Ms. Bliach’s portraits are rich in detail that connects their subjects to their Cuban heritage. “Forced to leave their homeland, their love for family, art, religion, and music is often apparent throughout their homes. Photographs of loved ones, brightly colored art and religious relics are proudly displayed …. More than decorations, these objects reveal the deep relationship between these immigrants’ cultural background and the new lives they built for themselves in America,” she said.

The photographer’s work has won numerous awards and honors: as a finalist in Best of Photography 2013; First and Second Prize honors in the Pollux Awards; Merit Awards in the Professional Photographers of America International competitions; PPA Loan Collection honor; Hasselblad Photographer of the Month; and several International Photography Honorable Mentions. Her work has been exhibited at the Borges Cultural Center in Buenos Aires, Argentina; The Room in SoHo, N.Y.; Arts Council of Princeton in Princeton; Grounds for Sculpture; Phillips Mill in New Hope, Pa.; Artworks in Trenton; and Art Along the Fence in Hoboken.

The MCCC Gallery is located on the second floor of the Communications Building on the college’s West Windsor campus, 1200 Old Trenton Road. Gallery hours for “A Voyage of Many,” are Mondays, Tuesdays, and Wednesdays, 11 a.m. to 3 p.m.; Thursdays, 11 a.m. to 7 p.m.; and Saturday, June 20, 11 a.m. to 3 p.m.

———

June 3, 2015

 

CHAIRMAKING IN THE GARDEN STATE: Morven’s latest exhibition “Of the Best Materials and Good Workmanship: 19th-Century New Jersey Chairmaking” examines the chairmaker’s craft from the 1790s to the end of the 19th century. Guest curator Joseph W. Hammond documents the work of chairmakers who once worked in virtually every corner of the Garden State, with examples of their work, period photographs, and advertisements in four rooms on the museum’s second floor. The exhibition will be on view at Morven Museum & Garden, 55 Stockton Street, Princeton, through October 18. For more information, call (609) 924-8144, or visit: www.morven.org.(Photo by L. Arntzenius)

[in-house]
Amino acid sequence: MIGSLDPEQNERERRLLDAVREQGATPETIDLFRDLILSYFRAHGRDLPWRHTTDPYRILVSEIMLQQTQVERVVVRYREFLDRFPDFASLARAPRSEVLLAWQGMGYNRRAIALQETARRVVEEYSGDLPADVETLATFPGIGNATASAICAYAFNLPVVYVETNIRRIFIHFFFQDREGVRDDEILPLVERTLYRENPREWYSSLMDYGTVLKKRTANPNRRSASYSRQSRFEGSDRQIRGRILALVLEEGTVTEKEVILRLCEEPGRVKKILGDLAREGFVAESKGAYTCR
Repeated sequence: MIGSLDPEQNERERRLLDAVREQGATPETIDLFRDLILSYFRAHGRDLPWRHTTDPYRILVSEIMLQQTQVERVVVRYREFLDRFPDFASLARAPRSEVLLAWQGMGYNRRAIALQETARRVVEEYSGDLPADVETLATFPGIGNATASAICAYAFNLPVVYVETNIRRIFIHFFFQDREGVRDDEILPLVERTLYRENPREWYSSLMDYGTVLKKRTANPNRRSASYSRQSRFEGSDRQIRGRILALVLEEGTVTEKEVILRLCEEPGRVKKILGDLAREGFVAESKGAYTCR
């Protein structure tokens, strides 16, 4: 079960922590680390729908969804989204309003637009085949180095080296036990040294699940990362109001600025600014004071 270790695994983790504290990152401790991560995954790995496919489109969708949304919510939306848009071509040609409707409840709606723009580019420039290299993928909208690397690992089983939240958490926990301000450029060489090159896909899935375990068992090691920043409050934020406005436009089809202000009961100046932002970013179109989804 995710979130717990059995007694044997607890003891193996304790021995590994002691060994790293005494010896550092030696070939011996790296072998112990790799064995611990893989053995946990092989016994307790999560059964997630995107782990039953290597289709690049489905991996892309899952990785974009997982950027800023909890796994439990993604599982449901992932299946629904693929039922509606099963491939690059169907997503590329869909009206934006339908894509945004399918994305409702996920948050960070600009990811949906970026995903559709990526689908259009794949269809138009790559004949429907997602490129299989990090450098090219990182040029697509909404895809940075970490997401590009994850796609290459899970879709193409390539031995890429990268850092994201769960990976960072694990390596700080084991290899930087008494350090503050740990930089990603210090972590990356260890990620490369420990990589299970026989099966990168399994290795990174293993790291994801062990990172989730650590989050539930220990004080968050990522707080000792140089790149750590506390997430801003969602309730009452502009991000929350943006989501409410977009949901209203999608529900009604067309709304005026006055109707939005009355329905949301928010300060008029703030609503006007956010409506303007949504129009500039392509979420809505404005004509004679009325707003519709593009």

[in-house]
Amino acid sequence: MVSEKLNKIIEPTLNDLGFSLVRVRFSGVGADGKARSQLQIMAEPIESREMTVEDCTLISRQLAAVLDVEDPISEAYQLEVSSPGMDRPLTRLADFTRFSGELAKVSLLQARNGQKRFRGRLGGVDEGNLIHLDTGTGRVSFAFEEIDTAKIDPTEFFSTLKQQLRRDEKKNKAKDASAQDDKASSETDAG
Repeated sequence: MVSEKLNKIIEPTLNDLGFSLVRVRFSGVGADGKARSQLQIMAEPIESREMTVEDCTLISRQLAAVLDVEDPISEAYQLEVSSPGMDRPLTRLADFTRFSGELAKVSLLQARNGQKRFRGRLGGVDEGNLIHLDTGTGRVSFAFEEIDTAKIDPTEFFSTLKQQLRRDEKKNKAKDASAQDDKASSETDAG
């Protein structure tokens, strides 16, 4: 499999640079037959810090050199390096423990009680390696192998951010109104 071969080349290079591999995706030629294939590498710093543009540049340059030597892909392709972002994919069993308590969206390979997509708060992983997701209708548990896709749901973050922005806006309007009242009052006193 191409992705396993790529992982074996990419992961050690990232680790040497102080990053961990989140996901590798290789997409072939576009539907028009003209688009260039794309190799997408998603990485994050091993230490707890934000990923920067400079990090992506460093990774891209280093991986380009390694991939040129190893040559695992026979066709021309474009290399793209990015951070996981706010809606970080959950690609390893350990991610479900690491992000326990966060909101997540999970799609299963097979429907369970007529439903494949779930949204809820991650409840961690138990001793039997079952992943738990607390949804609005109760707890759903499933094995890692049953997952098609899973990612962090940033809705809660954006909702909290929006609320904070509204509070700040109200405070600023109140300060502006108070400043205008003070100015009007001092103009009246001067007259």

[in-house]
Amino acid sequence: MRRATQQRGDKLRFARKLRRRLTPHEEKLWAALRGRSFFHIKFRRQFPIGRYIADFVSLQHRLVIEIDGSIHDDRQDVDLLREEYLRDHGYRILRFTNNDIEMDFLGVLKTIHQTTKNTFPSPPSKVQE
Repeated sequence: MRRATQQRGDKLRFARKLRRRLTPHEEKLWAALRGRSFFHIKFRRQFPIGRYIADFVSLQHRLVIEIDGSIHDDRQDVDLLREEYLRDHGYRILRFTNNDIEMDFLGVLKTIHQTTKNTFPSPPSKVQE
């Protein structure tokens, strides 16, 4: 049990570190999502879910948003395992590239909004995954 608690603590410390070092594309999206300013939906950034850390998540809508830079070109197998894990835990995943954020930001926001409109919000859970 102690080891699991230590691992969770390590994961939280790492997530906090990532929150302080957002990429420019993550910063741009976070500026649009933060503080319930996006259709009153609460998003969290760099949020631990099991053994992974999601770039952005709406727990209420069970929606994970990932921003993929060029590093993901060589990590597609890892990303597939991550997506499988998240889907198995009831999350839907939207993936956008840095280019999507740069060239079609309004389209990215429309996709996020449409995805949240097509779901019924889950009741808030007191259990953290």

CHAIRMAKING IN THE GARDEN STATE: Morven’s latest exhibition “Of the Best Materials and Good Workmanship: 19th-Century New Jersey Chairmaking” examines the chairmaker’s craft from the 1790s to the end of the 19th century. Guest curator Joseph W. Hammond documents the work of chairmakers who once worked in virtually every corner of the Garden State, with examples of their work, period photographs, and advertisements in four rooms on the museum’s second floor. The exhibition will be on view at Morven Museum & Garden, 55 Stockton Street, Princeton, through October 18. For more information, call (609) 924-8144, or visit: www.morven.org. (Photo by L. Arntzenius)

Where else but Princeton’s Morven Museum & Garden would you find an exhibition devoted entirely to the history of chair-making in New Jersey?

Even though the museum’s staff is currently working behind the scenes on what promises to be a landmark show this fall, they have brought in a guest curator for a small and informative exploration of the history of chair making in New Jersey that will run through the summer until mid-October.